State College

Women’s March emphasizes progress and challenges in Centre County

Women's March shows hope for Centre County

Hundreds gather to march Allen Street and listen to speakers for the Central Pennsylvania Women's March on Saturday, January 20, 2018.
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Hundreds gather to march Allen Street and listen to speakers for the Central Pennsylvania Women's March on Saturday, January 20, 2018.

Solidarity, strength and support for human rights embodied the Central Pa. Women’s March on Saturday. The march began at the Allen Street Gates and ended at the State College Municipal Building, where several speakers talked about various issues.

The march was planned to raise awareness for the progress made in Centre County, but also the challenges that are still prevalent in the region. Don Hahn, mayor of State College; Elizabeth Goreman, former mayor of State College; and Michael Pipe, chairman of the Centre County Commissioners, all spoke to about 300-500 people who expanded to the second floor of the municipal building.

Rep. Scott Conklin and Centre County District Attorney Bernie Cantorna also spoke at the event.

“This is your stage women,” Cantorna said. “I’m just here to support you.”

The State College march was among many held across the country and the globe on Saturday in support of women’s rights.

Alita Letwin, of State College, said she was marching because she is fearful for democracy in the United States. Letwin said President Donald Trump has “opened the gates” for the growing hatred that is being expressed more freely.

“I think people are much more aware of the need for women’s equality, but it hasn’t been translated into the culture,” Letwin said when speaking about progress in the women’s rights movement. “Equality is a right and that has to be understood to mean that you feel comfortable and free and everything is open to you in terms of possibilities. That isn’t where we are now.”

Letwin was surrounded by signs that read: “A woman’s place is in the House and Senate,” “Build a wall around Trump and I’ll pay for it,” and “I’ve seen smarter cabinets at IKEA.”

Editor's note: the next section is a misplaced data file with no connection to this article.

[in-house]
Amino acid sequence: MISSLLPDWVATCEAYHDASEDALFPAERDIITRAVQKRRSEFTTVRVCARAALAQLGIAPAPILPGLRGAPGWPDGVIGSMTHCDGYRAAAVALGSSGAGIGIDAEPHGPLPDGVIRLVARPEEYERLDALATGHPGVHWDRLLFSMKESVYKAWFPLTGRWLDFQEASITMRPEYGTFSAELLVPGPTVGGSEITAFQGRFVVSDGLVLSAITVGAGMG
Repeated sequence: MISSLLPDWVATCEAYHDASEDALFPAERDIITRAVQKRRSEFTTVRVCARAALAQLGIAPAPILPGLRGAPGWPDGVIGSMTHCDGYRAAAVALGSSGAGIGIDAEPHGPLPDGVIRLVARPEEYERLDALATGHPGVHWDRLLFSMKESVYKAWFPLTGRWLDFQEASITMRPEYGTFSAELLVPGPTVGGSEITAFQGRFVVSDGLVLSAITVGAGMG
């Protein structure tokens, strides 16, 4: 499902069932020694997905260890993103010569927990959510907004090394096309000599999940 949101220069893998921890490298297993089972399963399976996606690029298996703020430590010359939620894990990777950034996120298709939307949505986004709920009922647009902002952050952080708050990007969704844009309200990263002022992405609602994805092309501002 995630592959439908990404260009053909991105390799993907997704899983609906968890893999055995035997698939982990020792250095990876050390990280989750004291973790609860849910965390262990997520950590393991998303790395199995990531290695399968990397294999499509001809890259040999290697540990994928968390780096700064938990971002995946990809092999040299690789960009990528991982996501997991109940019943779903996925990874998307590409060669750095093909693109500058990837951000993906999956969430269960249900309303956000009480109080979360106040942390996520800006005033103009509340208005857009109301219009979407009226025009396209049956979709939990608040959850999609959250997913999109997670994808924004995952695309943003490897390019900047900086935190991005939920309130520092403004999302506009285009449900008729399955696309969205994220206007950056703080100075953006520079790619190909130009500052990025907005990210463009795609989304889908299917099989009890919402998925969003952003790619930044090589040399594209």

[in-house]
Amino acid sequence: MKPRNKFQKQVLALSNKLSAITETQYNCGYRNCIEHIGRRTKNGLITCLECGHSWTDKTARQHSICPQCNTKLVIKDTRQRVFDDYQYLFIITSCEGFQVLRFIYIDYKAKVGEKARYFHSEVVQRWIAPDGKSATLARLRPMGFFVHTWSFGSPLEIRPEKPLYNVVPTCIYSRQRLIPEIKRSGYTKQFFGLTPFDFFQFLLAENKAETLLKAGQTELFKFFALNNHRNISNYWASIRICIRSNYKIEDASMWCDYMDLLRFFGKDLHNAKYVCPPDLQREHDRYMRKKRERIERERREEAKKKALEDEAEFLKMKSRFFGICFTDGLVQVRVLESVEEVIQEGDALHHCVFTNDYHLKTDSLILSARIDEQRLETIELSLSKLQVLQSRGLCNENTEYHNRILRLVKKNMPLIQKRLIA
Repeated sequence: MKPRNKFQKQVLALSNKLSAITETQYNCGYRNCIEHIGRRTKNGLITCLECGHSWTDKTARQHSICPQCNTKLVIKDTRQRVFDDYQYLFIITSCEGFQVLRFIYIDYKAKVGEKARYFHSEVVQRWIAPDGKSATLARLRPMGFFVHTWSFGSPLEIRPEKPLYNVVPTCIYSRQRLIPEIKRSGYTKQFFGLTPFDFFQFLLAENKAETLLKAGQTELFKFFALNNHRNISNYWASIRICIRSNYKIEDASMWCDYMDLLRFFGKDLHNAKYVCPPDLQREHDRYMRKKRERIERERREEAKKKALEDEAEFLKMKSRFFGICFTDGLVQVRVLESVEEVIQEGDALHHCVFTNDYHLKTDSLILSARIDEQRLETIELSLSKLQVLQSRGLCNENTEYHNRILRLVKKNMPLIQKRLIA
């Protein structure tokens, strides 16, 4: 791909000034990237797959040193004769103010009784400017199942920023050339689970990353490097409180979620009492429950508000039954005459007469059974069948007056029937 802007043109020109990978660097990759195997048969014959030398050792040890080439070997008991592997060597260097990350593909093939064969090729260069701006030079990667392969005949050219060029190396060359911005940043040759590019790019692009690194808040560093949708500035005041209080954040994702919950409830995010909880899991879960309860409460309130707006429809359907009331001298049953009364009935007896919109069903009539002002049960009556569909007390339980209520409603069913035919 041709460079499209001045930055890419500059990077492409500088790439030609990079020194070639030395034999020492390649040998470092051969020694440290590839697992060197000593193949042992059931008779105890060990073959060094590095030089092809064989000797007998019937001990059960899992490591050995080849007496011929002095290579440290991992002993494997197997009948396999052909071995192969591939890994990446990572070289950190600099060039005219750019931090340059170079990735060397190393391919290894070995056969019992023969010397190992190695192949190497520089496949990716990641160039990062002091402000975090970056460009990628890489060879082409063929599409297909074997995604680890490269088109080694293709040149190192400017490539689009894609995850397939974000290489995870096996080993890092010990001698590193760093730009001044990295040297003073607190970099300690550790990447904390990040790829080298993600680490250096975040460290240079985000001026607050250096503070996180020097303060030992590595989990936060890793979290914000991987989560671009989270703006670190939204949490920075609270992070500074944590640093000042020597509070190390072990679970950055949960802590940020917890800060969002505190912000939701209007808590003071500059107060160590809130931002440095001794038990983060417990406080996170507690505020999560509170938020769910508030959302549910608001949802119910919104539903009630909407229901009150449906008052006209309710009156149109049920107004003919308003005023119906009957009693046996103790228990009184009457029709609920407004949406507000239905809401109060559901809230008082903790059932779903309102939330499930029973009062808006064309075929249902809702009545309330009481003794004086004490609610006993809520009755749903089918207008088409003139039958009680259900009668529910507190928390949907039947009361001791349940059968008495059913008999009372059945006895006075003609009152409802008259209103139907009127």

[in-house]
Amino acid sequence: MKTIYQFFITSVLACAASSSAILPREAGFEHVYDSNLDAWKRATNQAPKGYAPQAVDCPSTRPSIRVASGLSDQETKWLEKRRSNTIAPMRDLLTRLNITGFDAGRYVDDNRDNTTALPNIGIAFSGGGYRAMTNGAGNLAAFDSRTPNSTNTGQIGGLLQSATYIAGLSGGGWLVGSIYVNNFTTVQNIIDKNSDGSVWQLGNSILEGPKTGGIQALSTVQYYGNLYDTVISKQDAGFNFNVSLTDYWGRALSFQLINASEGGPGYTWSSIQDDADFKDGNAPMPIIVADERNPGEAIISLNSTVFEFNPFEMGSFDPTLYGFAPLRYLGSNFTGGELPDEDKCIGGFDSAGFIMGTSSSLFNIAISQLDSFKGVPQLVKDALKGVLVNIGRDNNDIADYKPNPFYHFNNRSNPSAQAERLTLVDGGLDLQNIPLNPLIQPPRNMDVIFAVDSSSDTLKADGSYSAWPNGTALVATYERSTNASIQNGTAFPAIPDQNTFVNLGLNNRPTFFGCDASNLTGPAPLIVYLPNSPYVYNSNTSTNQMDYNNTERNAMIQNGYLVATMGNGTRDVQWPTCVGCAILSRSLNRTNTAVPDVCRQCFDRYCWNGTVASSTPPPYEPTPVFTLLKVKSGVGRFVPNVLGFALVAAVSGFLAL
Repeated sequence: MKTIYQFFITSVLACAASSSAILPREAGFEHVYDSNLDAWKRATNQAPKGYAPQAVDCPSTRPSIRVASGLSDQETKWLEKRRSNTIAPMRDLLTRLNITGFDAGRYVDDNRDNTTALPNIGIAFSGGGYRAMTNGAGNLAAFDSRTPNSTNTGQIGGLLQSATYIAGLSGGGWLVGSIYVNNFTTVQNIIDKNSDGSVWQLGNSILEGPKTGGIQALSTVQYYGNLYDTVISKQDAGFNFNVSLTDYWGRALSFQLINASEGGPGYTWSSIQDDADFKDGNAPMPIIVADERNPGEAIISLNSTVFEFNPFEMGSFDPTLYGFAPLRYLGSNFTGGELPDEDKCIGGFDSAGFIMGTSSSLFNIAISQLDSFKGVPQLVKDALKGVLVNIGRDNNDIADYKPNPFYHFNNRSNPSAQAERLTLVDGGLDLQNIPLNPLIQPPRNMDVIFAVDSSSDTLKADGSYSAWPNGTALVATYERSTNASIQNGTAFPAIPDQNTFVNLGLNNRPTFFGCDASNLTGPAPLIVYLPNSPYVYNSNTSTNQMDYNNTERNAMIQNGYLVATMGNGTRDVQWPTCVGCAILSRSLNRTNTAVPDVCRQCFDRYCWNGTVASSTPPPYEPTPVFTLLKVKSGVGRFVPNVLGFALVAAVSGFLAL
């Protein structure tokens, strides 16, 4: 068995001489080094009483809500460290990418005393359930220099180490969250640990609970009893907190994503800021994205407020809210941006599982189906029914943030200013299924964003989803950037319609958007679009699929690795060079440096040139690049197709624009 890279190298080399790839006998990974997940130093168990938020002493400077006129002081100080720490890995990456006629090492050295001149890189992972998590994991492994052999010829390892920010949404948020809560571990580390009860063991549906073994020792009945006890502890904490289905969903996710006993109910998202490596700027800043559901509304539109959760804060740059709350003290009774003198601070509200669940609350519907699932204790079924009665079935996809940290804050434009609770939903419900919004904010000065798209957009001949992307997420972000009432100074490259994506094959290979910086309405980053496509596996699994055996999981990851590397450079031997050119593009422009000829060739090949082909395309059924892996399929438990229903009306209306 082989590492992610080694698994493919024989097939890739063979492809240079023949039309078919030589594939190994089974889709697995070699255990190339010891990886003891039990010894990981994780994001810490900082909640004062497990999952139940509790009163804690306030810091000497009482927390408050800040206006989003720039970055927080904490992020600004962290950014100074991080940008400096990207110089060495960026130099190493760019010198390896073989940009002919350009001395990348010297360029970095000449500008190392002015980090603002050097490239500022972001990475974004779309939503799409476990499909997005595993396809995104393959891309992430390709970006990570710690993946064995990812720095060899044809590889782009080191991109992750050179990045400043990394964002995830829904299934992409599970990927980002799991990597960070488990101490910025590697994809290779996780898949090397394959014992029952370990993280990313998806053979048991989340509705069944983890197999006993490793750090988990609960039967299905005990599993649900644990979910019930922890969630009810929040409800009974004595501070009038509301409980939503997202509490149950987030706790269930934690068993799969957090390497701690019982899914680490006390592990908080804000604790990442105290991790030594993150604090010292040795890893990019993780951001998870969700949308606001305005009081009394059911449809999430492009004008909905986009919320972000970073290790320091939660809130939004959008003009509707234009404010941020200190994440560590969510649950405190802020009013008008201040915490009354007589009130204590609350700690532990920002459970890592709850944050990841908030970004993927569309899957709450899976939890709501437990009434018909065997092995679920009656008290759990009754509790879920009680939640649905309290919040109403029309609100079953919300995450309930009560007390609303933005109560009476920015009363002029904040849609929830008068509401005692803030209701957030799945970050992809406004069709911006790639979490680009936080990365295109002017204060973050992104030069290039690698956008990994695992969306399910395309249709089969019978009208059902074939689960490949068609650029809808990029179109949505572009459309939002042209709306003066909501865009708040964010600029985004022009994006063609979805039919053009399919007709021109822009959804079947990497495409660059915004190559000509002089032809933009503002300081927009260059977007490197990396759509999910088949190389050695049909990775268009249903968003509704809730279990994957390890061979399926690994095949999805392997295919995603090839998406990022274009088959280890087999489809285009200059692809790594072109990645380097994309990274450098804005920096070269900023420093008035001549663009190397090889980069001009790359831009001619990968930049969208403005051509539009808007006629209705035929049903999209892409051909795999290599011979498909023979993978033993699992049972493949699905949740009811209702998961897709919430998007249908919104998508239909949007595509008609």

Julie Jo Johnston participated in the Women’s March on Washington last January and said it was an “awesome” experience. Johnston, of Philipsburg, said she was continuing to march because she believes in human rights for everyone.

“We hope that we can make a difference in the world,” Johnston said.

Mary McClanahan, of State College, held a sign that read, “I haven’t been this mad since yesterday.” She said she was angry that the United States was becoming “an embarrassment around the world.”

McClanahan said the march is not a be-all and end-all solution to the issues that the community faces, but it is a way for progress to prosper.

“It feels like acknowledging otherwise is tantamount to saying nothing helps. To be involved feels galvanizing to me and that I also have to hope that people see you don’t have to be silent,” McClanahan said.

Michele Hamilton, chapter president of Ni-Ta-Nee NOW, spoke in a more positive light when discussing the progress and challenges in Centre County.

“One thing that has been positive from the State College perspective is that the State College borough now has an LGBTQ task force,” Hamilton said. “That makes me really happy because that means we’re looking at how accommodations, employment and other things from the borough impact LGBTQ citizens and how to improve it. That is very positive.”

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